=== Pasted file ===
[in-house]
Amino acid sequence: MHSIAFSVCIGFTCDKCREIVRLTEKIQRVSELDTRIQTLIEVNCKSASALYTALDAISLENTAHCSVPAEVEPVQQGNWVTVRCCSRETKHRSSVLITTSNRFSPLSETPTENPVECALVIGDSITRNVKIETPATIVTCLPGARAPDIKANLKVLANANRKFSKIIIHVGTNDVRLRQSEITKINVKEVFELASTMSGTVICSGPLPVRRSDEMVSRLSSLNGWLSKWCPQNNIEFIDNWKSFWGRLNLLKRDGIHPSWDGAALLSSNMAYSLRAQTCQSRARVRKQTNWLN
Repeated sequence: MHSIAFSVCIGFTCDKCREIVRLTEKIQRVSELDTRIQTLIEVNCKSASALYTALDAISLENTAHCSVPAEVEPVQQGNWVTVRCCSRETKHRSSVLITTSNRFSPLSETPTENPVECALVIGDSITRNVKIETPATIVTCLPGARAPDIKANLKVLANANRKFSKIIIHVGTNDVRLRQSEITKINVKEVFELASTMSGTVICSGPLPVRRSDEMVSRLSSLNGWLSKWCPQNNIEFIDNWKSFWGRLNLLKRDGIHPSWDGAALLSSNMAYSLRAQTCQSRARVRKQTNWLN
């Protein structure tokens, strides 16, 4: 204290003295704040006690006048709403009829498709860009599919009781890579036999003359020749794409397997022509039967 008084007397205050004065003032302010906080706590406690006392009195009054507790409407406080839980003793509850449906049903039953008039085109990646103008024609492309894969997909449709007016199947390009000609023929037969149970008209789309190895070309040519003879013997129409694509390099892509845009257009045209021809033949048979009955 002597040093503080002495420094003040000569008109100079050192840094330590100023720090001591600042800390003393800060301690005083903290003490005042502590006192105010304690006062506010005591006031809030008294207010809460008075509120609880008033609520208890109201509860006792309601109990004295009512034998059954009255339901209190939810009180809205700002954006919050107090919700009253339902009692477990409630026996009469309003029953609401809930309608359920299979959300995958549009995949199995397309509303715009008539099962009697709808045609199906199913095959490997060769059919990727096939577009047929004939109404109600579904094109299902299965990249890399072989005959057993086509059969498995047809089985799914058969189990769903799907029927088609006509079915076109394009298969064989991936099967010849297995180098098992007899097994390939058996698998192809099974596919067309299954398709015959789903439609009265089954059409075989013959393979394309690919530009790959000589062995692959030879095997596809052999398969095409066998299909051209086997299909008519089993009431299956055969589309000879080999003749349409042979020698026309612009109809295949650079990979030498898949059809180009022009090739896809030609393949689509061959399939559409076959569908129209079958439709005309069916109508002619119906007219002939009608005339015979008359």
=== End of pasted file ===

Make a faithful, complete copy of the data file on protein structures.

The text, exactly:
[in-house]
Amino acid sequence: MHSIAFSVCIGFTCDKCREIVRLTEKIQRVSELDTRIQTLIEVNCKSASALYTALDAISLENTAHCSVPAEVEPVQQGNWVTVRCCSRETKHRSSVLITTSNRFSPLSETPTENPVECALVIGDSITRNVKIETPATIVTCLPGARAPDIKANLKVLANANRKFSKIIIHVGTNDVRLRQSEITKINVKEVFELASTMSGTVICSGPLPVRRSDEMVSRLSSLNGWLSKWCPQNNIEFIDNWKSFWGRLNLLKRDGIHPSWDGAALLSSNMAYSLRAQTCQSRARVRKQTNWLN
Repeated sequence: MHSIAFSVCIGFTCDKCREIVRLTEKIQRVSELDTRIQTLIEVNCKSASALYTALDAISLENTAHCSVPAEVEPVQQGNWVTVRCCSRETKHRSSVLITTSNRFSPLSETPTENPVECALVIGDSITRNVKIETPATIVTCLPGARAPDIKANLKVLANANRKFSKIIIHVGTNDVRLRQSEITKINVKEVFELASTMSGTVICSGPLPVRRSDEMVSRLSSLNGWLSKWCPQNNIEFIDNWKSFWGRLNLLKRDGIHPSWDGAALLSSNMAYSLRAQTCQSRARVRKQTNWLN
């Protein structure tokens, strides 16, 4: 204290003295704040006690006048709403009829498709860009599919009781890579036999003359020749794409397997022509039967 008084007397205050004065003032302010906080706590406690006392009195009054507790409407406080839980003793509850449906049903039953008039085109990646103008024609492309894969997909449709007016199947390009000609023929037969149970008209789309190895070309040519003879013997129409694509390099892509845009257009045209021809033949048979009955 002597040093503080002495420094003040000569008109100079050192840094330590100023720090001591600042800390003393800060301690005083903290003490005042502590006192105010304690006062506010005591006031809030008294207010809460008075509120609880008033609520208890109201509860006792309601109990004295009512034998059954009255339901209190939810009180809205700002954006919050107090919700009253339902009692477990409630026996009469309003029953609401809930309608359920299979959300995958549009995949199995397309509303715009008539099962009697709808045609199906199913095959490997060769059919990727096939577009047929004939109404109600579904094109299902299965990249890399072989005959057993086509059969498995047809089985799914058969189990769903799907029927088609006509079915076109394009298969064989991936099967010849297995180098098992007899097994390939058996698998192809099974596919067309299954398709015959789903439609009265089954059409075989013959393979394309690919530009790959000589062995692959030879095997596809052999398969095409066998299909051209086997299909008519089993009431299956055969589309000879080999003749349409042979020698026309612009109809295949650079990979030498898949059809180009022009090739896809030609393949689509061959399939559409076959569908129209079958439709005309069916109508002619119906007219002939009608005339015979008359």